This is a Sponsored Post in Association with Clipper Teas
Did you know that it’s National Afternoon Tea Week?! What better time to pass on some tips for the perfect cup of tea, along with my own recipe for the absolutely perfect cake to drink with tea? It has the absolute best fluffy texture and delicate taste to act as a foil for a delicious cup of tea.
Top Tea Tips
- Always use freshly drawn water (even better if it’s filtered) and boil in a kettle…but never re-boil!
- If using a teapot make sure you warm it first and dry it completely inside and out, before putting in the tea or tea bags. A wet teapot will cause the tea to begin infusing before the boiling water is poured on and will spoil the flavour.
- Tea contains natural oils which float on the top of the liquor (the brewed tea), so try to use a teapot with a low positioned spout, as this will help ensure they stay in the pot, and not in the cup.
- Allow to brew for 3-4 minutes for a full and great tasting cup of tea.
- When making tea in a cup, always make the tea to your taste and strength and add the milk afterwards. If you add it before, the tea won’t brew properly.
- Sit down, relax and enjoy!
I’ve been amused for the trend for ‘naked cakes’, which has appeared all over Pinterest, Instagram and many, many blogs. A classic English sponge cake does not traditionally have frosted sides, so ‘naked’ isn’t a thing for us, just the way we’ve done it for years…(although that’s not to say that a lot of icing isn’t a Very Good Thing.) This is my recipe for a ‘naked’ light-as-air fatless sponge cake, which needs nothing but cream and berries to make it shine.
my mother’s 70thThis particular cake has always been a family favourite: I was taught the recipe by my mama, who is the master of light, fluffy and perfect cakes sandwiched with whipped cream and fresh berries. What could be more English, or more delicious?
Traditionally called a Whisked Sponge in the UK, but also known as a Fatless Sponge, using beaten eggs to give the cake height, and omitting any fat gives a super light and fluffy open crumb, which matches perfectly with a creamy filling.
This recipe is also very quick and easy to make. The most important thing to remember is that you need to whip as much air as possible into the sugar and egg mixture before you gently fold in the flour with a metal spoon (always metal, not wooden), as this will prevent the cake from collapsing in the oven, producing horrid rubbery discs.
To make the cake in the photos I make the mixture twice (this helps keep lots of air in the batter). Each time I pour the mixture into one deep 8″/20cm Springform tin,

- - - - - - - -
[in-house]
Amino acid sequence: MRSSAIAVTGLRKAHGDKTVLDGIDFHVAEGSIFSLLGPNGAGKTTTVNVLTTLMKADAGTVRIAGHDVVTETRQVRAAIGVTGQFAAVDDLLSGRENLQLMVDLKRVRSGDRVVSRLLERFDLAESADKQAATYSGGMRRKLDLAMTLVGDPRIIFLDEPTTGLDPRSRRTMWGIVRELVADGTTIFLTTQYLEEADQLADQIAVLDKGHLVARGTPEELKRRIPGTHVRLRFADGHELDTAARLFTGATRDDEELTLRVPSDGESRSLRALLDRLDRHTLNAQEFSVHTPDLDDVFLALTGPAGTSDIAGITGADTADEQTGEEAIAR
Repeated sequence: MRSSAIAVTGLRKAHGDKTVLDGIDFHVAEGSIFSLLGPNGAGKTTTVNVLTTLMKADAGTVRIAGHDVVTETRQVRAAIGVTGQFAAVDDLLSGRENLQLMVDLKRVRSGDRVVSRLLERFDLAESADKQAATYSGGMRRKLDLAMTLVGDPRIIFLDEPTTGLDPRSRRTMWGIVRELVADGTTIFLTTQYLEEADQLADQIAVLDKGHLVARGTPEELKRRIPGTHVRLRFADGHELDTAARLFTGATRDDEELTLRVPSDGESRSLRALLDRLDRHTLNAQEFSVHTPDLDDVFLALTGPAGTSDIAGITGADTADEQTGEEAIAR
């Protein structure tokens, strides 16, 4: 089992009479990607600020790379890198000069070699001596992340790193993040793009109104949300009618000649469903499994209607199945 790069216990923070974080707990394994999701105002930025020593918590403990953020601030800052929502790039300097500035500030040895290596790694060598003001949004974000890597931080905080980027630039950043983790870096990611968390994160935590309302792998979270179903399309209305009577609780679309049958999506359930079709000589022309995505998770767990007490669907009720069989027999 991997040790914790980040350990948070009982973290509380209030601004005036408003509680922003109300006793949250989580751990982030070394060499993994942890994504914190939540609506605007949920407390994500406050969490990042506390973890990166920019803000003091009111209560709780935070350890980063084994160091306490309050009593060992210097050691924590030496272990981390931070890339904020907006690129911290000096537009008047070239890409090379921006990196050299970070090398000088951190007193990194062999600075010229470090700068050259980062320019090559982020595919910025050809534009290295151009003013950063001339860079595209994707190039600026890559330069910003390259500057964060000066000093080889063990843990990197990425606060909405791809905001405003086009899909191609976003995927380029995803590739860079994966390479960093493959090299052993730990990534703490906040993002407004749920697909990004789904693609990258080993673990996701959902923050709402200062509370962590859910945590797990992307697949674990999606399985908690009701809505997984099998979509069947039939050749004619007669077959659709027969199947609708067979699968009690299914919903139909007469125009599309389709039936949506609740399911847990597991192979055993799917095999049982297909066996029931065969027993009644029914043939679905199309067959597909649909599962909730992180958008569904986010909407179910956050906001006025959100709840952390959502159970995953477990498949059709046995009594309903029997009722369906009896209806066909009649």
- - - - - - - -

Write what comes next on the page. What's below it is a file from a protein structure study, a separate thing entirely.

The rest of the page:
If you need to transport this cake elsewhere, do not fill the layers before doing so, as they will slide around. Also: you don’t want the cream to go off. Fill it just before serving.
You will need:
2 x classic 8″/20cm tins, preferably loose bottomed, Springform (like these) and greased with lots of butter. (I find cake release spray sticks, sadly.)
4 medium eggs
100gms (3.5oz) caster sugar
100gms (3.5oz) self raising flour
500mls (approx. 1 pint) of double (heavy) cream
Icing (powdered) sugar to sift over the top
Butter for greasing the cake tins,
A punnet of chopped strawberries to fill and decorate the cake.
Grease the 2 x 8″/20cm tins, either by a small amount of butter on a piece of kitchen paper and then tipping a spoonful of flour inside, and shake about, or by using Cake Release Spray.
Break the eggs into a large mixing bowl, and add the sugar. Whisk together until thick and pale. I use a stand mixer, so I can get on with other things, but hand beaters work just as well too.
When you can lift the beaters and leave a thin ribbon train sitting on top the mixture is ready. (This will take somewhere between five and ten minutes depending on the freshness of the eggs.)
Turn the oven onto 180C/350F/gas mark 4 Sift the flour into a bowl, and then carefully fold it in a few spoons at a time, using a metal spoon, being careful not to over mix, as you need as much air as possible in the batter to allow it to rise successfully. (I find that you really need to scoop the batter down to the bottom of the bowl to ensure there are no clumps of unmixed flour.)
Gently pour the mixture into the tin, and bake for around 15 minutes until risen, and a skewer into the middle of the cake comes out clean.
Remove from the tin, and allow to cool.
Whip the cream until floppy (be careful not to over whip – I find that stopping just before you think it is done usually produces the perfect whipped cream).
Sift icing sugar over the top layer, and then pile berries over the top of the cake, and around the sides to decorate.